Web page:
June 5, 2012 Features

If I Can Talk, You Can Talk

Mark Paulovich squints at the ceiling as he speaks, grabbing at the air as if trying to pull words from it.

"It bugs me. I usually talk a lot, but now...like...after the stroke, it's like I don't talk to people. It's like...God...what's the correct term? Not fear? I can't..." As he flounders, Paulovich, 25, has the sympathy of the six people seated with him at the table, because like him, they also struggle to find the right words. All have aphasia as a result of left-hemisphere strokes, and all are participating in a mentoring program at the Medstar National Rehabilitation Network (NRN) in Washington, D.C., to practice communication skills learned in individual treatment.

Now, instead of shouting out the word Paulovich seeks, they wait for him to find it himself—because that's how he'll get better at it.

Mark Paulovich still struggles to find the right words, but encouragement from mentor Christie Arnold helps him persevere.

Mark Paulovich still struggles to find the right words, but encouragement from mentor Christie Arnold helps him persevere.

"Frustrating!" he calls out, triumphantly. "It's frustrating!"

Christie Arnold, 36, his mentor in the program for six weeks now, smiles and nods her encouragement. The two of them have been talking via Skype for an hour each week, with Arnold, a former accountant, sharing her reintegration experiences since her January 2007 intracranial hemorrhage, and Paulovich venturing back into social interaction after he had a stroke when he was in college just over a year ago.

Their mentoring relationship helps ward off the isolation and depression that sometimes results from aphasia and supports what they're already learning with speech-language pathologists, says Janice Coles, who co-founded the program in 2006 with fellow SLPs Brownrigg Snow and Amy Georgeadis (Coles & Snow, 2011). "The mentors are trained in conversation starters, so this gives them a practice opportunity in the real world," she explains. "It also helps to enhance both the mentor's and mentee's self-confidence and self-worth through communication with a peer."

A Pioneering Program

Involving peers in aphasia treatment is not new in the speech-language pathology world. Treating the disorder in groups has become more popular in the past decades—not only because of its cost-effectiveness, but because research indicates that it helps clients with community re-integration (see sidebar). What is new about the Medstar NRN aphasia program, however, is having peers mentor one another one-on-one.

And the idea for peer mentoring came not from a clinician, but from a client: Thomas Waters, age 77. After a stroke in 2005, Waters made rapid progress in speech-language treatment at NRN but felt that patients were missing out on learning from and supporting one another.

When he suggested the mentoring program as a remedy, Snow, Coles, and Georgeadis researched the possibility and found that NRN already had a similar program for patients with spinal cord injuries. They decided to model the aphasia program after it, with patients meeting once weekly for eight-week sessions. When a new relationship starts, the protégé's SLP sits in on 15 minutes of the first session to help ease communication. "It's a nice introduction and bridging," Snow says. "After that, they're on their own."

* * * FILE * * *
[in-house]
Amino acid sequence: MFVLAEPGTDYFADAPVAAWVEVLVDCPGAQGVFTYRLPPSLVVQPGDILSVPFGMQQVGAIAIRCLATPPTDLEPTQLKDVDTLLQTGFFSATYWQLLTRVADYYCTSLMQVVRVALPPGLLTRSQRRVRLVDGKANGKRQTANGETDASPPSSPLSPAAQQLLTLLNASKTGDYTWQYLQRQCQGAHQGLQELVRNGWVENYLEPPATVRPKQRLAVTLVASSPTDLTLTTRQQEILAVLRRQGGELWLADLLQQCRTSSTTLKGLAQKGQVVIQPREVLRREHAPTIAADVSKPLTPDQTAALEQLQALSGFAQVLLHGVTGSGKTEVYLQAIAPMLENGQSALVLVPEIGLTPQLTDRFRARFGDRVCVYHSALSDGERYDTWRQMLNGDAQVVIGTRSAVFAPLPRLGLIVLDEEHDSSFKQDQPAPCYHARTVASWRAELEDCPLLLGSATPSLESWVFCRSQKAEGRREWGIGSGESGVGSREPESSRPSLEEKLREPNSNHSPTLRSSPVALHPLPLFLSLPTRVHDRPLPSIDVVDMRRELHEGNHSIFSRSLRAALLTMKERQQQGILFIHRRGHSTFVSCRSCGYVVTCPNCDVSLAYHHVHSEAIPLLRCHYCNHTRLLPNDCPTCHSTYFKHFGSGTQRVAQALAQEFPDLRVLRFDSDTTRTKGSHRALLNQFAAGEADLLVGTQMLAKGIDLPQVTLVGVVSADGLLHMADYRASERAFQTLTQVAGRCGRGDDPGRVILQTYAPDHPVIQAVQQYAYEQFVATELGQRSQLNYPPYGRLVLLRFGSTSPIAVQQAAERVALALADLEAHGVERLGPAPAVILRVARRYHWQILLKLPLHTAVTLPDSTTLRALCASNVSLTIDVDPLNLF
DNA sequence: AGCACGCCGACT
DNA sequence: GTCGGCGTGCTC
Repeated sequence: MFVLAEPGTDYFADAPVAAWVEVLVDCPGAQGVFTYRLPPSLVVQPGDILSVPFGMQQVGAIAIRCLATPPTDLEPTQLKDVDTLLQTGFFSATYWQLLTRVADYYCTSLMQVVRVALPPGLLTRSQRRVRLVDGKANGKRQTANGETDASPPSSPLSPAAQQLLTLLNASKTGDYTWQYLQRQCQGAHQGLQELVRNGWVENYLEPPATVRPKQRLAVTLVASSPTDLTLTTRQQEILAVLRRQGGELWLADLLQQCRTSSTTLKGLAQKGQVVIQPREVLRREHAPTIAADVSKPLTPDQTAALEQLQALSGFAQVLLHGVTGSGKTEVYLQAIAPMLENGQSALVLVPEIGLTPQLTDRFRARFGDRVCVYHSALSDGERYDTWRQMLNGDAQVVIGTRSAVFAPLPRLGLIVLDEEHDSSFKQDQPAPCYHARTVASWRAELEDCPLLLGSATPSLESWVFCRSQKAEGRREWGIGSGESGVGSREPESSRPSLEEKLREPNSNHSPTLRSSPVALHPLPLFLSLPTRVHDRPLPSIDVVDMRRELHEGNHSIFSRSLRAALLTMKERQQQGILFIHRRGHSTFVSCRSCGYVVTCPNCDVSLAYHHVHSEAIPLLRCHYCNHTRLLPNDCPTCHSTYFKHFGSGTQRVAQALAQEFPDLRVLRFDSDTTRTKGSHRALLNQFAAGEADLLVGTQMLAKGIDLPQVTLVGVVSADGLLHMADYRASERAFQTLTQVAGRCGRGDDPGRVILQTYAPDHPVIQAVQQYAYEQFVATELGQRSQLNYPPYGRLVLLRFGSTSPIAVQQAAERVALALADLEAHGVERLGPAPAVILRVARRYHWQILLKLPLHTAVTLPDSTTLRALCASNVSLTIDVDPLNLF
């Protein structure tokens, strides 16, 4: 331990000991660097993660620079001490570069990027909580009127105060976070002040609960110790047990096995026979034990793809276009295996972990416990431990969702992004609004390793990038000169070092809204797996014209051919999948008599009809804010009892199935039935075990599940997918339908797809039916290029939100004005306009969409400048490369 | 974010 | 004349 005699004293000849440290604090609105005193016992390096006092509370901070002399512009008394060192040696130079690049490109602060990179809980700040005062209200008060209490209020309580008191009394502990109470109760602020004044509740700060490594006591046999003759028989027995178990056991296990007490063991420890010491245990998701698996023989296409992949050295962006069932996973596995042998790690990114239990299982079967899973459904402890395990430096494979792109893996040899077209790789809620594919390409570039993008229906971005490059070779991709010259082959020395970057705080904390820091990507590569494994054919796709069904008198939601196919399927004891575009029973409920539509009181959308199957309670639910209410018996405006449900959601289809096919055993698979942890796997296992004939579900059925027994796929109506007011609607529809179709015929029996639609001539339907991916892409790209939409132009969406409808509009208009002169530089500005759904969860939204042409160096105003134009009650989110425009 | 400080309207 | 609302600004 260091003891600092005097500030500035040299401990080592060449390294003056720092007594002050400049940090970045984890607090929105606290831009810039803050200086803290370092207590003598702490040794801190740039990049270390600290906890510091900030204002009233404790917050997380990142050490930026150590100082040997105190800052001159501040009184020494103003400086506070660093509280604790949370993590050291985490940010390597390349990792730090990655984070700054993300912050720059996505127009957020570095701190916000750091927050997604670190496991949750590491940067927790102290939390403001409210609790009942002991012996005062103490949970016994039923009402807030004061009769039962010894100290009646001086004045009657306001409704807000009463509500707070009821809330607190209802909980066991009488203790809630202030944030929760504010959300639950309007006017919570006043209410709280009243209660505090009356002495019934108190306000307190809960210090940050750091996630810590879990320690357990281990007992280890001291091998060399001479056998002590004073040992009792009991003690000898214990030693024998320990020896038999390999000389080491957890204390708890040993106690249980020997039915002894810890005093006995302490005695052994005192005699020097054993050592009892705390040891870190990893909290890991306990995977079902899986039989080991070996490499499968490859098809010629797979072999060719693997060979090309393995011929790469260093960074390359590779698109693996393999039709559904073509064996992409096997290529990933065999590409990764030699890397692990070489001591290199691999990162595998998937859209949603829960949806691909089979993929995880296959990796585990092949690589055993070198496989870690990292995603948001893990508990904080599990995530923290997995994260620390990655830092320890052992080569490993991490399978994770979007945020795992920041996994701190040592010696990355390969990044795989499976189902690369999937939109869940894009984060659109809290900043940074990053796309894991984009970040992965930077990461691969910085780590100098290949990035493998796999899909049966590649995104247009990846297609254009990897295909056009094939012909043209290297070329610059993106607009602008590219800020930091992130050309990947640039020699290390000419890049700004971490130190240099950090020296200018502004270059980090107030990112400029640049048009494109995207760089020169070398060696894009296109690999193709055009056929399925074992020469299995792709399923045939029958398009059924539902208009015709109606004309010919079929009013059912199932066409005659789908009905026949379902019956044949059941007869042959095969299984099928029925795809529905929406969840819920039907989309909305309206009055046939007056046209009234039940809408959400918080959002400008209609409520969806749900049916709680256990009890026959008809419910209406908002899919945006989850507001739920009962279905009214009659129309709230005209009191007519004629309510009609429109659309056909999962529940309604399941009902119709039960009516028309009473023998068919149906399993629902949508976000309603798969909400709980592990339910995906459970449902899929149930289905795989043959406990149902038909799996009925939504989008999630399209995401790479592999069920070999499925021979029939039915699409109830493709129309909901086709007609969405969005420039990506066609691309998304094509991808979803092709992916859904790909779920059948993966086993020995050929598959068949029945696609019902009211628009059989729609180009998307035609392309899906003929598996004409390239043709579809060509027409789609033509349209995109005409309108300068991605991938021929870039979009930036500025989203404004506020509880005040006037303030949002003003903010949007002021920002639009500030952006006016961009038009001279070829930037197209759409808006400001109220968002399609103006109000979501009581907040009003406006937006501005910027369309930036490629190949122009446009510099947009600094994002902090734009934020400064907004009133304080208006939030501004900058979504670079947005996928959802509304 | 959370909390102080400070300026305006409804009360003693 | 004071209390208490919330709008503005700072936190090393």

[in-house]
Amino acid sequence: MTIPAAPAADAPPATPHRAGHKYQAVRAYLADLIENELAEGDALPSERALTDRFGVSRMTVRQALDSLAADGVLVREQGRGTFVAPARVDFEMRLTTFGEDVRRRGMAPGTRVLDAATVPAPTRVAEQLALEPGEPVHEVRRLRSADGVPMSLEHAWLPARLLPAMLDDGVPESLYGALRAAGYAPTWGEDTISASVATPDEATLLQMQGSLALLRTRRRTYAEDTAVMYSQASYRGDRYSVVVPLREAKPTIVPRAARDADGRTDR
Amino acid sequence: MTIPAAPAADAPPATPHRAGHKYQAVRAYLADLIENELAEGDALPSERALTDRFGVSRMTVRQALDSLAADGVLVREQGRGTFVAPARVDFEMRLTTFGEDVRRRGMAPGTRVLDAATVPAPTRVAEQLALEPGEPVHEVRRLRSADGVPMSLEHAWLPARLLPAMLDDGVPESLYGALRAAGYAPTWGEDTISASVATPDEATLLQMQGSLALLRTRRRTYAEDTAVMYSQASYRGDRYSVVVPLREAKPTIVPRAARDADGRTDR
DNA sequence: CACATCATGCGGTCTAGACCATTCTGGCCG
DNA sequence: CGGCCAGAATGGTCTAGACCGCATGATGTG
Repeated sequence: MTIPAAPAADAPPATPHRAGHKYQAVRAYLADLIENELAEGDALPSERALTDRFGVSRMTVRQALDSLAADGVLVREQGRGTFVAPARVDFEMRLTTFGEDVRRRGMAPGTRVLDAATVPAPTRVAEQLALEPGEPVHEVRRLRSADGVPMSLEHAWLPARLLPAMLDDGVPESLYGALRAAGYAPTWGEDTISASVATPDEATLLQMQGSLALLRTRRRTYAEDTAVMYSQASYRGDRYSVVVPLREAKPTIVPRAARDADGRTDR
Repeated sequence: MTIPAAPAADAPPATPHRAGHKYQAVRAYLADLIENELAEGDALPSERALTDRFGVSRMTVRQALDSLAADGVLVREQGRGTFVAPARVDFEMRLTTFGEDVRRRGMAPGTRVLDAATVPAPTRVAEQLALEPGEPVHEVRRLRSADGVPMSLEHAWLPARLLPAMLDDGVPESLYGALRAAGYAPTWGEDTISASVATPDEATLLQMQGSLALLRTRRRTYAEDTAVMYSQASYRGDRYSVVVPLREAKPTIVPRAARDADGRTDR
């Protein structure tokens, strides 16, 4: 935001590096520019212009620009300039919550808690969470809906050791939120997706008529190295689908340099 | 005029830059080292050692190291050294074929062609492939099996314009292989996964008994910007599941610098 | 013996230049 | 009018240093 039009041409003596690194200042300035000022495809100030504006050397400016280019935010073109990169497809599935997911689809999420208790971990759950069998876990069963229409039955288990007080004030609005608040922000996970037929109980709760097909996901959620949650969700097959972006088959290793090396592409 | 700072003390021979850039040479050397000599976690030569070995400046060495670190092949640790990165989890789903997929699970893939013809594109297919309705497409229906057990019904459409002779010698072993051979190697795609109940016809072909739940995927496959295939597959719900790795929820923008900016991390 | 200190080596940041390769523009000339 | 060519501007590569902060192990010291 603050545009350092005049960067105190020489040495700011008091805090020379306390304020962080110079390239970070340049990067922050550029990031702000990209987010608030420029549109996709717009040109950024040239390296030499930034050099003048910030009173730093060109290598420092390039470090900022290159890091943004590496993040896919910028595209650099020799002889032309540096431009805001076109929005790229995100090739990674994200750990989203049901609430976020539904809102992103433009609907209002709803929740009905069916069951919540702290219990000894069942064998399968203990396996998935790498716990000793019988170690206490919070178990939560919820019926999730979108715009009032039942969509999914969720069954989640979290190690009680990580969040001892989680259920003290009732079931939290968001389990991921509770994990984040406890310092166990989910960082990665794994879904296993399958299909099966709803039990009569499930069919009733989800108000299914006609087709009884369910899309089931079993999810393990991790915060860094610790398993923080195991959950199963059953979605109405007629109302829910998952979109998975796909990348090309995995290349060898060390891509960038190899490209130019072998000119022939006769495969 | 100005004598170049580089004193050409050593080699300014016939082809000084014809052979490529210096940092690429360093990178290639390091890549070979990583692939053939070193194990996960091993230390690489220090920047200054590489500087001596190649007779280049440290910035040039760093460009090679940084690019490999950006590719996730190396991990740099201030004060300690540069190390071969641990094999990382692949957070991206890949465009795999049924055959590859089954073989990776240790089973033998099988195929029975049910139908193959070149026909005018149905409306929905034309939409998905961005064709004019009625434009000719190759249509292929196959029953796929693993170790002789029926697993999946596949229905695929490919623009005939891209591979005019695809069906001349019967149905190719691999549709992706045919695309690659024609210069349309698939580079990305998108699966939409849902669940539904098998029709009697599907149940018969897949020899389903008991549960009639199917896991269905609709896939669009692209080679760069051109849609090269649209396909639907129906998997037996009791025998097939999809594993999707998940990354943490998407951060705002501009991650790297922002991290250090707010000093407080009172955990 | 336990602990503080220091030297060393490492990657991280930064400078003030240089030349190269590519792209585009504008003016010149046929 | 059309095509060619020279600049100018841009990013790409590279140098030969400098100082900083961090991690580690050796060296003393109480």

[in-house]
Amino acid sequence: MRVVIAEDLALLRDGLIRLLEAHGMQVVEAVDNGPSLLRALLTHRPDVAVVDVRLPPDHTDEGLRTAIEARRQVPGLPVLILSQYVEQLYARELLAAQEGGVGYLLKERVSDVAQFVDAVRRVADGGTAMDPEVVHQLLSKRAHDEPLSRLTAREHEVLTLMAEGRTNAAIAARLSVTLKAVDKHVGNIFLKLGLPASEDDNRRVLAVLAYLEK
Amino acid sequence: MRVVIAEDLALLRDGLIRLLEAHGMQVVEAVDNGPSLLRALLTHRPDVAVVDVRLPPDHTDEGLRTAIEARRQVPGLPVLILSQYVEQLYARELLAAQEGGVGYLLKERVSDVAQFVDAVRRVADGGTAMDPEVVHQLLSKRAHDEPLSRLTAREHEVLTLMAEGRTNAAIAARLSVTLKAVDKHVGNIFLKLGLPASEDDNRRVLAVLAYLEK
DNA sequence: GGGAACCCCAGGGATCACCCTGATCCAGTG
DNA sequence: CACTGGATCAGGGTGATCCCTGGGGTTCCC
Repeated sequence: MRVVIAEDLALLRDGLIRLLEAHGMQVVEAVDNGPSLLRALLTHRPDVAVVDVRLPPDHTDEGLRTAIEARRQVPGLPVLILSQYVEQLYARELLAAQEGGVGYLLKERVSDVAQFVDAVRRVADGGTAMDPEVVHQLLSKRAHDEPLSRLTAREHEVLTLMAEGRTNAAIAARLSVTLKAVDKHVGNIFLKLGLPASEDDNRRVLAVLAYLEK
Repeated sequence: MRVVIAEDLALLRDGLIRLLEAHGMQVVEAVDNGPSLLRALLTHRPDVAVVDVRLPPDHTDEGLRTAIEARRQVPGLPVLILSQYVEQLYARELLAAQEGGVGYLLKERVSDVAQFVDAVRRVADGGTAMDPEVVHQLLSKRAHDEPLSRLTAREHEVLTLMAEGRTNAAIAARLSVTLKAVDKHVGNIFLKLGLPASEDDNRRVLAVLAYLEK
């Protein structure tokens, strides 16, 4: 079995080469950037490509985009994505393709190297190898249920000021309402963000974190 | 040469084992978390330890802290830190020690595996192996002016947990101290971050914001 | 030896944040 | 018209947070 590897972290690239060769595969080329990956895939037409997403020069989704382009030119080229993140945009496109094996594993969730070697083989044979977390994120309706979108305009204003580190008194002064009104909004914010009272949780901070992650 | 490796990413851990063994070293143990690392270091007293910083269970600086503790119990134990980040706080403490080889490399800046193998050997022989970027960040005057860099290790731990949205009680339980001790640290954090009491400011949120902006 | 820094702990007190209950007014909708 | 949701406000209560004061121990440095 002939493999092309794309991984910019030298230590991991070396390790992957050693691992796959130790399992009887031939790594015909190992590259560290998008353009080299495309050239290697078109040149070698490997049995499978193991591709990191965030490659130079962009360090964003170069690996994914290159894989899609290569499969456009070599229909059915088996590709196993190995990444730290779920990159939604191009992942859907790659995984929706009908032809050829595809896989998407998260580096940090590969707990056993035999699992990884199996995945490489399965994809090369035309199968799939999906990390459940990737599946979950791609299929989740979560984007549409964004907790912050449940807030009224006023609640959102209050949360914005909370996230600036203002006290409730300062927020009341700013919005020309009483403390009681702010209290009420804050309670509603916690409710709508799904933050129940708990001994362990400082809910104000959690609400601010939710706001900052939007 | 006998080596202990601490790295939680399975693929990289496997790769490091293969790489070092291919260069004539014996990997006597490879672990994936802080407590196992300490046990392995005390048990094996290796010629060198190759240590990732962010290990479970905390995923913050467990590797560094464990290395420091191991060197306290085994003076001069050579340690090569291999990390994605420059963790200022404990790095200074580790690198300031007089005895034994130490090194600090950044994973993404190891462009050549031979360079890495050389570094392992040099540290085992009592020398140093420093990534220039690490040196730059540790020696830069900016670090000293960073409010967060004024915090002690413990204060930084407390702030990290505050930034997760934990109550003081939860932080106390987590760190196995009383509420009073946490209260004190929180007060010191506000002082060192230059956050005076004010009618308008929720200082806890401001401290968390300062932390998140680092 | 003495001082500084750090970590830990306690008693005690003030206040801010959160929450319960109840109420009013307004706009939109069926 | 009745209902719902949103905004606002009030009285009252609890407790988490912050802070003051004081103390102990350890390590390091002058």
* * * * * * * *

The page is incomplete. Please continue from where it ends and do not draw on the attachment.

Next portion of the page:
Patients meet in person on or off campus—or via phone or the Internet—depending on distance and comfort with technology.

To boost odds of success, the SLPs provide mentoring guidelines and match mentors and protégés according to aphasia type and severity and preferences for meeting online or in person. After every eight weeks, the pairs fill out surveys that the SLPs use to fine-tune the program.

Practice, Practice, Practice

The mentor-protégé meetings don't have to be traditional sit-down conversations. Waters frequently invites protégés to his house for dinners with his family. And another mentor, Wayne Coy, 74, recently took his newest protégé, Budi Santoso, to a Washington Nationals baseball game.

Santoso, 40, had a stroke three years ago and has been working with Coy, a former attorney, for just over a year. They talk on the phone or meet in person at NRH each week.

"The first time I met with Wayne, all I could say was, 'Yes' or 'No,'" Santos says. "Before, when I talk to people, I feel stupid or crazy because I can't say it right. But Wayne told me, 'Okay. We start with simple questions.' So Wayne was making it easier for me."

In the first three months of mentoring, Santoso could use only single words in his conversations with Coy. "Now," Santoso says, "What I got from the program is I feel more confidence about my speech."

In fact, he feels confident enough to go back to work full-time in information technology. But, like Paulovich, he still sometimes battles to find the right word.

"Yesterday I was leaving a voicemail for my boss," Santoso says. "I tried to say I was waiting for the approval form, but I couldn't find the word 'approval.'"

So Coy keeps Santos focused on getting better, perhaps the most important piece of the mentor's role, says Christie Arnold's former mentor Lane Taylor, 70.

"If there's one thing I've learned from mentoring, it's the importance of helping the mentee be optimistic," says Taylor, whose stroke was six years ago. "I tell them not to look back at the stroke and why it happened, but to look forward for the remainder of their life."

Living Proof

True, anyone can encourage a stroke survivor. What differentiates these mentors is that they've endured similar ordeals and are living proof of what recovery work can do, Coy says. He pushed hard for the mentoring program's launch after Waters first suggested it, but on meeting his first protégé, Joe, wasn't prepared for what he encountered.

"I asked him, 'Joe. Where are you from?' And all he could say was, 'K-K-K-K-K-K...' And I said to myself, 'Uh oh, Wayne. You have asked way too much.' The guy had no understanding at all. But after 45 minutes of talking to him I said, 'Joe, if I can talk, you can talk. I've been able to do it, so I'm giving you the hope. That's all I can give you, but it's right from me—my hope.'"

Coy still marvels at what happened next.

"I said, 'What do you want to work on?' And he said, 'My voice.' And I said, 'Joe, you know what you just did? You had a full sentence.' I felt so lucky I was scared."